Reproductive effects of tris(4-chlorophenyl)methanol in the rat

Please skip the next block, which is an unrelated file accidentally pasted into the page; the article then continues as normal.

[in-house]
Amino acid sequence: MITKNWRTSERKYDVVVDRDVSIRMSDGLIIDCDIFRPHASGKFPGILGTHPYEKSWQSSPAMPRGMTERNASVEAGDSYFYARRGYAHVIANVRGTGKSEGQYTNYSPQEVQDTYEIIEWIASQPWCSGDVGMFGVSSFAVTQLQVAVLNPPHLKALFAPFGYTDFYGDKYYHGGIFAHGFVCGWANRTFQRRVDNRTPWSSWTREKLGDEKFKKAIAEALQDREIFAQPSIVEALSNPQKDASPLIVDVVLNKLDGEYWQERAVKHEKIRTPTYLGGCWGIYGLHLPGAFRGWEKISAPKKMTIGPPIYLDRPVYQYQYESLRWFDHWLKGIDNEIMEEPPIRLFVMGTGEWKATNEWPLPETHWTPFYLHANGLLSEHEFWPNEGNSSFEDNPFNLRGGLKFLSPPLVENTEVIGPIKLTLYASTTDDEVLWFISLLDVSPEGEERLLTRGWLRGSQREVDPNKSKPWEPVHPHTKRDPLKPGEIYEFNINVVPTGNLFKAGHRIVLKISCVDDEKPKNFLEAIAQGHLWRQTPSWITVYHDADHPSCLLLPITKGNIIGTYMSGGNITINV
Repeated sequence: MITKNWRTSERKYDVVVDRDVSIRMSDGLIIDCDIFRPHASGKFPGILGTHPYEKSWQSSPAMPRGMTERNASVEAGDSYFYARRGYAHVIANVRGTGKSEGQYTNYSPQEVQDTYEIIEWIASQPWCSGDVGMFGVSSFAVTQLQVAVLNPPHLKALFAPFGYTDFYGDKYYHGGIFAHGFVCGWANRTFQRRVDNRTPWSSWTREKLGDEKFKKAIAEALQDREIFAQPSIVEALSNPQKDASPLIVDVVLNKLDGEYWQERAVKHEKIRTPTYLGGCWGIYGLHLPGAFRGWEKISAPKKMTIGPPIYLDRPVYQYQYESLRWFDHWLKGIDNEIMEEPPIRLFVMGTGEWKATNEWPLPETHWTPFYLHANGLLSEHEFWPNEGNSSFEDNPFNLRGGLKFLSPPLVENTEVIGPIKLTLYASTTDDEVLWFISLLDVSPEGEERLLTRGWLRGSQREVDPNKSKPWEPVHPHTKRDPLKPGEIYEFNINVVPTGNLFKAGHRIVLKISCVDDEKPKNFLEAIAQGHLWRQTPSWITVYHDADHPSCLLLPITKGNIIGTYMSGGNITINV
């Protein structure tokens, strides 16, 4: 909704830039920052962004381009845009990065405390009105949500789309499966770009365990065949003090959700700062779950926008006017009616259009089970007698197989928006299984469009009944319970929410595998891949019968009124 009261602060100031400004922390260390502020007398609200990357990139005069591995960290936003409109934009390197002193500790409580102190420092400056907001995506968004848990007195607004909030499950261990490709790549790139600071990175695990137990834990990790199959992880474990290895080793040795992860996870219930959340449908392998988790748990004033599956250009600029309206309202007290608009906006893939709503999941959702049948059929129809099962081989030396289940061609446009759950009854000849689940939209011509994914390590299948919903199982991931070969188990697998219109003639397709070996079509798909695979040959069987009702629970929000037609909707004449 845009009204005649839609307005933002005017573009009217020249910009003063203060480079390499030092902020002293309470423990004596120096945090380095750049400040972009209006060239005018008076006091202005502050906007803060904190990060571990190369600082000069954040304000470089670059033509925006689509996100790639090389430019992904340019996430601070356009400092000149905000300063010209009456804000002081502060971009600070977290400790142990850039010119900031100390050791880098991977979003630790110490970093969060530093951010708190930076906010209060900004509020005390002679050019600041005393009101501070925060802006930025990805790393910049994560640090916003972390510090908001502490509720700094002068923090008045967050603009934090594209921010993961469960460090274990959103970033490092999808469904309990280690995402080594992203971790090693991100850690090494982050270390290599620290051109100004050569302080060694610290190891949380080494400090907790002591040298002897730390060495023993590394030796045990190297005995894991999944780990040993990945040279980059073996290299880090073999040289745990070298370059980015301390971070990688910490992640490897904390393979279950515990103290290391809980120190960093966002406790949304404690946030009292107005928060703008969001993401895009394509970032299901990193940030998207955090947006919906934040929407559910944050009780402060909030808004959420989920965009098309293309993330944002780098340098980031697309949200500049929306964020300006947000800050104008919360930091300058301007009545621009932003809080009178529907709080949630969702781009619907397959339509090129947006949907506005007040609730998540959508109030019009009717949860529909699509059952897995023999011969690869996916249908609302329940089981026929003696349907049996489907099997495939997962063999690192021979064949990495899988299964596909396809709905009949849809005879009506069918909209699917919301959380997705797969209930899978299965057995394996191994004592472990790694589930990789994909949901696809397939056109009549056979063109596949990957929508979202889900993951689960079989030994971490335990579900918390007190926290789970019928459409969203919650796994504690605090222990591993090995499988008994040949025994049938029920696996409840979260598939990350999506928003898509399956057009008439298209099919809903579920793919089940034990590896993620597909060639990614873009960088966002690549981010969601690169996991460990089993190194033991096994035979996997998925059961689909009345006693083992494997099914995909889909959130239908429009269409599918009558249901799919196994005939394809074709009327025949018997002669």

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Tris(4-chlorophenyl)methanol (TCPM) is a global contaminant of unknown origin that is structurally related to the endocrine modulating pesticides 1,1,1-trichloro-2,2-bis(p-chlorophenyl)ethane (DDT) and Dicofol. Therefore, the potential reproductive toxic effects of TCPM were investigated in sexually mature male Sprague Dawley rats (n = 20) treated with 1.0, 10.0 or 100 ppm of TCPM mixed in the diet for 28 days. The calculated TCPM intake was 0.0, 0.1, 1.2 and 12.4 mg/kg/day, respectively. Serum concentrations of follicle stimulating hormone (FSH) in terminal blood samples were significantly (P < 0.02) elevated in the highest dose group compared to the controls. In contrast, dietary exposure to TCPM had no effect on circulating levels of luteinizing hormone (LH), testosterone (T) and the T/LH ratio. Incubation of MCF-7 cells with increasing concentrations of TCPM failed to either induce proliferation or to block the proliferative effect induced by estradiol indicating that TCPM is neither estrogenic or anti-estrogenic. Relative binding affinity studies using androgen receptors from the prostate revealed that TCPM has a binding affinity comparable to 1,1-dichloro-2,2-bis(p-chlorophenyl)ethylene (p,p'-DDE), the principle metabolite of DDT. In addition, the calculated Ki (0.62 microM) for TCPM is lower than the reported Ki's for the antiandrogenic pesticides p,p'-DDE and vinclozolin. Although TCPM binds with the androgen receptor in vitro, the absence of both an effect on serum T levels and morphological changes in the testis suggests that the mechanism of action for elevated FSH levels seen in vivo may not involve an antiandrogenic effect of TCPM at the dose level used in this study. The no adverse effect level for reproductive effects of TCPM is 10 ppm which is equivalent to a calculated intake of 1.2 mg/kg/day.
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